Trump administration neglects environmental value of Bristol Bay

Pictured above is a boat traveling through Bristol Bay in Alaska. This area has high value from an environmental standpoint and President Trump’s Administration is ignorantly considering removing these protections on Bristol Bay, which will impact endangered species and resources. (Creaive Commons)

When dealing with environmental issues, policymakers and environmentalists typically opt to reach solutions that create an efficient outcome from both an economic and a conservationist standpoint. The Trump administration, however, has shown a complete disregard for anything that does not further capitalist ventures.

Located off the pristine southwestern coast of Alaska, Bristol Bay is home to 56 million sockeye salmon—roughly half the world’s total population. Each year, this fishing industry employs 14,000 people and generates $480 million worth of revenue annually. 

The headwaters of the major rivers flowing into Bristol Bay also possess gold and copper minerals estimated to be worth $300 billion, according to an article from CNN. For this reason, Northern Dynasty Minerals—a Canadian mining company—has been pining over this area for the past 15 years.

A three-year peer reviewed scientific study conducted by the Environmental Protection Agency on the area concluded that a mine “would result in complete loss of fish habitat due to elimination, dewatering and fragmentation of streams, wetlands, and other aquatic resources,” according to CNN. It is clear that mining in this area would be detrimental and should not be tolerated.

Former President Barack Obama enacted the Clean Water Rule shortly after this study, establishing basic protocol for regulating pollution in American water. This action undermining this piece of legislation by the Trump administration is unacceptable and demonstrates ignorance on imperative environmental issues.

On May 1, under the new Trump administration, EPA Administrator Scott Pruitt met with the CEO of Pebble Limited Partnership Tom Collier to discuss withdrawing environmental protections on Bristol Bay. An email released by CNN revealed that the EPA rescinded the environmental protection put in place by the Obama administration hours after the meeting.

At a glance, the tradeoff costs of Bristol Bay may seem simple—$300 billion to $500 billion worth of minerals vastly outweighs the $480 million worth of annual fishing revenue. This, however, does not account for the many other economic costs of this decision—both monetary and non-monetary.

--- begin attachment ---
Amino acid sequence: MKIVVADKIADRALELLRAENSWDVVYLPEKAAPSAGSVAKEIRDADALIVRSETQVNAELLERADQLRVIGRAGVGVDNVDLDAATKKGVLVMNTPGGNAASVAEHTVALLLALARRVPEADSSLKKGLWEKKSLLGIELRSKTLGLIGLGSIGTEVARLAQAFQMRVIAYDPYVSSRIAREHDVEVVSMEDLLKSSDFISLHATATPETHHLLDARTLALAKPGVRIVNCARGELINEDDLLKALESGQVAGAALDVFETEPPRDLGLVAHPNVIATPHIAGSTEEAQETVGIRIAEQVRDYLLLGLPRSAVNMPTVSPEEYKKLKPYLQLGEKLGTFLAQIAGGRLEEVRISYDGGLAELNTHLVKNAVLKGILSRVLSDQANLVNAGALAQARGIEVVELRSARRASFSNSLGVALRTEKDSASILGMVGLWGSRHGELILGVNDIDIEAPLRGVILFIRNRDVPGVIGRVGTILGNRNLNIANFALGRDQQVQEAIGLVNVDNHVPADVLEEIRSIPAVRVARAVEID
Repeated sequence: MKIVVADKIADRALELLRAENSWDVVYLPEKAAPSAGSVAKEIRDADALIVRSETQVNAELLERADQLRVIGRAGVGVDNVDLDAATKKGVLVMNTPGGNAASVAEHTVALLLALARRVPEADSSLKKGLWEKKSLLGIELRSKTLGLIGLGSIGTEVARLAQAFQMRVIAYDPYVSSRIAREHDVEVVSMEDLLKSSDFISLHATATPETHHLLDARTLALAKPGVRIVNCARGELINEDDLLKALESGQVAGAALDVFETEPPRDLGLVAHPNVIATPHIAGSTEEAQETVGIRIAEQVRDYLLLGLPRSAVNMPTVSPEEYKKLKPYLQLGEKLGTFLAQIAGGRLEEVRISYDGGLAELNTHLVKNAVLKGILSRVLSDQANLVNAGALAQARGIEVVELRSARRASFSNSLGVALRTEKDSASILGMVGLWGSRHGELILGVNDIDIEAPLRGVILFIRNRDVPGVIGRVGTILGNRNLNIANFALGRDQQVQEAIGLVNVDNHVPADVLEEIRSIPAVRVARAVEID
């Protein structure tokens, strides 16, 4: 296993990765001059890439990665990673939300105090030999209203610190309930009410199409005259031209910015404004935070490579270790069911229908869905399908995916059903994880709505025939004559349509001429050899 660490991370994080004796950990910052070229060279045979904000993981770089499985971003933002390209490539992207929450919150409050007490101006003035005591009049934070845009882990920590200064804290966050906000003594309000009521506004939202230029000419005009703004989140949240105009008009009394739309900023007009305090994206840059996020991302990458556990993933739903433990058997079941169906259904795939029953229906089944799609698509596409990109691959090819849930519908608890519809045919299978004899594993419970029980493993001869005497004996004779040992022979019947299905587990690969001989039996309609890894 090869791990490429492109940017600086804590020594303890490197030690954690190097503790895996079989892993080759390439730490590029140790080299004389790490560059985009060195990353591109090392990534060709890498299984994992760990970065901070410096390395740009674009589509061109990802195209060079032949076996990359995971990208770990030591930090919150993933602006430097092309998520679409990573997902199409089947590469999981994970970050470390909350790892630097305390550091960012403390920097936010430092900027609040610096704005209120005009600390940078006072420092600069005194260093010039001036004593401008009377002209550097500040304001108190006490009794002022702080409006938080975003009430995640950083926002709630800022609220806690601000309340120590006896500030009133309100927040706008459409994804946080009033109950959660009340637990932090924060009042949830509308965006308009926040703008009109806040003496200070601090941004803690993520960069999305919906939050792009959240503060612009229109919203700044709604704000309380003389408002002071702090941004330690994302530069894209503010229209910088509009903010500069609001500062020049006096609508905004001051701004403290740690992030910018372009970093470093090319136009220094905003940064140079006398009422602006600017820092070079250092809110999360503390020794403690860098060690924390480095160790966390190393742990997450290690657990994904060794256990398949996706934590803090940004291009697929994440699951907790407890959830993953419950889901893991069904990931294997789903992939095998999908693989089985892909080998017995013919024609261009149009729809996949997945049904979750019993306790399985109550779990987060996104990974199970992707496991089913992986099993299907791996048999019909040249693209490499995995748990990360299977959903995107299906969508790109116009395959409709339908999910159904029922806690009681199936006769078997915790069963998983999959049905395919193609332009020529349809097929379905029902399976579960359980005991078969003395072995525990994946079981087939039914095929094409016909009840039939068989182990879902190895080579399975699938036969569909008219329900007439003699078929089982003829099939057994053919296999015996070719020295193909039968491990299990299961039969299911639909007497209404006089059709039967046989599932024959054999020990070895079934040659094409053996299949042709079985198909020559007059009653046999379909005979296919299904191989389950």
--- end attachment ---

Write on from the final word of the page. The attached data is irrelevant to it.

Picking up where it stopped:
From a strictly financial viewpoint, the number of United States jobs lost from this decision is not accurately accounted for. Depleting the sockeye salmon population will inevitably cause 14,000 fishermen and women to be out of jobs, as well as restaurant and market owners who sell fish to consumers, fishing stores that sell equipment to fishermen and women and even truck drivers who transport fish. Removing one aspect of the economy affects the cycle as a whole, similar to taking out one aspect of the sockeye salmon ecosystem.

There are costs that cannot be given a price in this decision as well. Bristol Bay has a huge cultural significance among native Alaskans—generations have been fishing from this bay to provide food for their families for the past 4,000 years. There is no price tag that can properly account for destroying a lifestyle that has been intact for thousands of years.

Building this mine would cause irreversible losses, according to the EPA. The act of driving Bristol Bay’s sockeye salmon population to extinction is incomparable to any amount of money that a mine would generate.

The Trump Administration’s greed as well as the political corruption the EPA faces is astounding. The revenue created from this mine will temporarily make some individuals wealthy, however, the destruction to the environment will be detrimental for generations to come. While the growth of our economy is important, we must use scarce resources in an efficient manner so we can be considerate of the future of our environment.